8. A total of 5 of the 10 most salient study issues are included among the 23 issues where business interests are opposed by sides representing the interests of citizens. These issues are China trade, the rise in gasoline prices, Medicare prescription drug coverage, repeal of the estate tax and creating a repository for spent nuclear fuel. In 2000 (2 years after the start of the study), the preferences of citizen groups were reflected in the outcomes of the policy debates about the estate tax, and creating a repository for spent nuclear fuel, whereas business interests prevailed on the issues of China trade and gasoline prices. By 2002, the status quo on the estate tax and the nuclear fuel repository had changed to reflect the outcomes sought by business and business sides also prevailed on the Medicare drug coverage issue.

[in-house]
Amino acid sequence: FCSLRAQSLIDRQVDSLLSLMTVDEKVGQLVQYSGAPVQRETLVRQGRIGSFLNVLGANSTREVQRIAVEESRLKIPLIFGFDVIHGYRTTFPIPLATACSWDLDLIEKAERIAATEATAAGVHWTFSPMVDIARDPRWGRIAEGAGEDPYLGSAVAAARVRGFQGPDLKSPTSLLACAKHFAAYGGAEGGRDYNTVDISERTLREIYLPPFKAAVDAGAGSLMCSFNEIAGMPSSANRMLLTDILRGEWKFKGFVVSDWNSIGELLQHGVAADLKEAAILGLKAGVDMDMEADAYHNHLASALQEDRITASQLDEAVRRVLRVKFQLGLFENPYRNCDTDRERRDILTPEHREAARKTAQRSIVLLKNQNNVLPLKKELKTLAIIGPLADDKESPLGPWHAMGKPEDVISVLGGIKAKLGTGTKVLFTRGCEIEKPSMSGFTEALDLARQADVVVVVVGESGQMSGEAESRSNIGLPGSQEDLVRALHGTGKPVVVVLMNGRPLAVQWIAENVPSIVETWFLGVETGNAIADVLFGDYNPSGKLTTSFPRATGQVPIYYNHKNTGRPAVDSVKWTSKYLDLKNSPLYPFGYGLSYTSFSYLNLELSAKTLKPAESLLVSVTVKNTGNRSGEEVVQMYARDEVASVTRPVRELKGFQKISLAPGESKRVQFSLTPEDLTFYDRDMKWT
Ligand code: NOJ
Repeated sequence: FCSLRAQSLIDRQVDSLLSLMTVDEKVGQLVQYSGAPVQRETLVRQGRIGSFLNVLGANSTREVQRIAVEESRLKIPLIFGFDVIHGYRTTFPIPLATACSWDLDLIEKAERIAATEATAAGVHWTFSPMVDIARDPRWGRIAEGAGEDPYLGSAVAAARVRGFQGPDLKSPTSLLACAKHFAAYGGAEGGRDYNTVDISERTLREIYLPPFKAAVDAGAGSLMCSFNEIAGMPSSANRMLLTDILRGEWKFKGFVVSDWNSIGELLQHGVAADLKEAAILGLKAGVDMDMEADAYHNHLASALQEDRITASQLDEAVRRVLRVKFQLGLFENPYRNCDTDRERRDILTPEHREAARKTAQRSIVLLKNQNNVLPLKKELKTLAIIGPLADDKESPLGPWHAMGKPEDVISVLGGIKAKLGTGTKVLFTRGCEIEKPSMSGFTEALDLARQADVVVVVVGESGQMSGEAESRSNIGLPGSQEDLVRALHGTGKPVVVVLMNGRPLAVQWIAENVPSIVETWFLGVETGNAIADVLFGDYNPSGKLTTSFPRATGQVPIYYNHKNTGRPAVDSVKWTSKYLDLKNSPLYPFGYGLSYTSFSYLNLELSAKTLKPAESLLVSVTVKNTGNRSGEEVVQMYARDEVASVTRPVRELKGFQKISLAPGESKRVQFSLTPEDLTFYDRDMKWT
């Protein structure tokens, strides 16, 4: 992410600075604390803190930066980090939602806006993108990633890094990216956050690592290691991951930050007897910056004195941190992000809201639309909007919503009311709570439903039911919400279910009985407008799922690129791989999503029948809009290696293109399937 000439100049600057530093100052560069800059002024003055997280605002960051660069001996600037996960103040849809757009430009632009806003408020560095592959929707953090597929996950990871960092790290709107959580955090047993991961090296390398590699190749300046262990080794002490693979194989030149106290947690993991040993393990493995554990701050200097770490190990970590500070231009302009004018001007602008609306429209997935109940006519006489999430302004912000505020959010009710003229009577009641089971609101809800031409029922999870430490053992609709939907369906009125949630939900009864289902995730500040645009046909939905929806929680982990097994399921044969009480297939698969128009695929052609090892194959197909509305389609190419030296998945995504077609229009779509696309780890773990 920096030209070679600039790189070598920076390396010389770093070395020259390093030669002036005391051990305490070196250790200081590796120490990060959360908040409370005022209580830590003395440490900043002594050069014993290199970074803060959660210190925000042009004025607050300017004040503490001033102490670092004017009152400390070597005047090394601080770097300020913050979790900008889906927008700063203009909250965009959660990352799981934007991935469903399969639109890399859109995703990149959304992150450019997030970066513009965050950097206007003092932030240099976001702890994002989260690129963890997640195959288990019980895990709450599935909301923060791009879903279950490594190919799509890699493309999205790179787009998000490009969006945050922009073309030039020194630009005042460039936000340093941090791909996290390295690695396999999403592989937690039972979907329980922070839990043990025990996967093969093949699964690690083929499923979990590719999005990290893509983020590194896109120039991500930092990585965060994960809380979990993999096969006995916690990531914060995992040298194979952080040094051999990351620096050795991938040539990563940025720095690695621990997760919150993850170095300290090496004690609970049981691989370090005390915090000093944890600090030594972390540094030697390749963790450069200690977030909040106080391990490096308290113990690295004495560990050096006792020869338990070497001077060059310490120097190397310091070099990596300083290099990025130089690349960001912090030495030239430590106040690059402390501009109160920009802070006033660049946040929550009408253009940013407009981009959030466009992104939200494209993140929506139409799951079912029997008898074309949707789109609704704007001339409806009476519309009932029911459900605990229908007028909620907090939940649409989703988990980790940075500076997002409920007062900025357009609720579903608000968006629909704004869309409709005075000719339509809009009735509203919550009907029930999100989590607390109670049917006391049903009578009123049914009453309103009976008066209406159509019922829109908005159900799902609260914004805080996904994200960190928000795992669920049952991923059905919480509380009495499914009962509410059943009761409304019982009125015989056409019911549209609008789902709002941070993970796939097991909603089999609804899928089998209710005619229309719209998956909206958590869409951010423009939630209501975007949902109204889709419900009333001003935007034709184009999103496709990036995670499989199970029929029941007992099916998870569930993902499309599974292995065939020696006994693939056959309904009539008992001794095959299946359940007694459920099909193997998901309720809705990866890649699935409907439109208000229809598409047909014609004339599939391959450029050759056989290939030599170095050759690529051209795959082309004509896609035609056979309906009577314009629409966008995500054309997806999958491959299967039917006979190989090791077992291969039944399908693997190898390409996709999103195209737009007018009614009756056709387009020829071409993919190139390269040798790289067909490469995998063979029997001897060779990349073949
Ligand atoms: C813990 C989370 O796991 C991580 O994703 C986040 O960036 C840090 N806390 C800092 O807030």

9. The success business enjoys when it is unopposed does not appear to be driven by its pursuit of private benefits; only three of the nine issues on which business is unopposed involve policy benefits of this type. Although research has shown that business interests are very active in pursuing private policy ends (Hansen et al, 2005; Godwin et al, 2008, 2012), very few private benefit issues were included among the 98 sample issues. If the sample had included more regulatory issues, more private issues would no doubt be apparent (see Godwin et al, 2012).

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Correspondence to Marie Hojnacki.

Appendix A

Appendix A